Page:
Members of the civil society groups have wondered if a new Nuhu Ribadu can be found to shake up the system and bring to a halt or reduce this unprecedent graft and mismanagement. Emir Sanusi wondered if the Saudis , Kuwaitis , Qataris and other major members of Organisation of Petroleum Exporting Countries are smiling to the bank because of the war in Ukraine how come Nigeria is not doing the same as these fellow oil producers.

According to the Israeli Think Tank The Moshe Dayan Centre between 2020 and 2021, international demand for oil increased as COVID restrictions eased. This pushed up prices and, as a result, Middle East OPEC states experienced a massive increase in oil export revenues from $244 billion to $446 billion. Oil prices have risen sharply over the last few months. This has been the result of the recovery of demand following the reduction of COVID related restrictions and then the disruption of international markets due to the Russian invasion of Ukraine.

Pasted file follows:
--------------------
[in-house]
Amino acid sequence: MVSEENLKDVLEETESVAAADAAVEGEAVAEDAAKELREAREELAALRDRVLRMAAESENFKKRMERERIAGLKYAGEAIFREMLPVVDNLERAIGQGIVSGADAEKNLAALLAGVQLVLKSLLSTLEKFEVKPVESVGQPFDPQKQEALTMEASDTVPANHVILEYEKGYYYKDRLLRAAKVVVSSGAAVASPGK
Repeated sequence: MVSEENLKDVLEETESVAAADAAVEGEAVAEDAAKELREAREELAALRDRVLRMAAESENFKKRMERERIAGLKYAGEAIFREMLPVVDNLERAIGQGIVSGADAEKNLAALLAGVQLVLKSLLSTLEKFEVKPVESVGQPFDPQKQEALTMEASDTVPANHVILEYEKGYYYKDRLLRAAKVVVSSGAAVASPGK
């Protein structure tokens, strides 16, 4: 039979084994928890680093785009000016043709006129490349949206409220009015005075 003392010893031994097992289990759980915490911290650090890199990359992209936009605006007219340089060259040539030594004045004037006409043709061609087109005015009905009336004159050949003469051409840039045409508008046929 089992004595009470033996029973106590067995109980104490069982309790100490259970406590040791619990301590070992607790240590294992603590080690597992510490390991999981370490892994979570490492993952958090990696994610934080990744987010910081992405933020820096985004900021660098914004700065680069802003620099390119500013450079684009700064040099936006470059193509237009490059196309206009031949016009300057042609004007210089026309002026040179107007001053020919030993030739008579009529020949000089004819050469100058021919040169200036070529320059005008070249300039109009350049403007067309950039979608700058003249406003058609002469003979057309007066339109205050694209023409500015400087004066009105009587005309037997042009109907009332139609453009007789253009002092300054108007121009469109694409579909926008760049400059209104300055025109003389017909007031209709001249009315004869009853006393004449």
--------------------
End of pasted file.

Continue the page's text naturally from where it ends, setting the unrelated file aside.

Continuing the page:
The result has been a large increase in the revenues of Middle East producers, especially those that have been able to increase their production. Saudi Arabia is the biggest of these. Its revenues from sales of crude oil have increased dramatically. In the first quarter of 2021 they came to $39 billion, by the first quarter of 2022, they had risen 92 percent and reached $75 billion. At this rate they will reach $300 billion, compared with $119 billion in 2020 and $202 billion in 2021.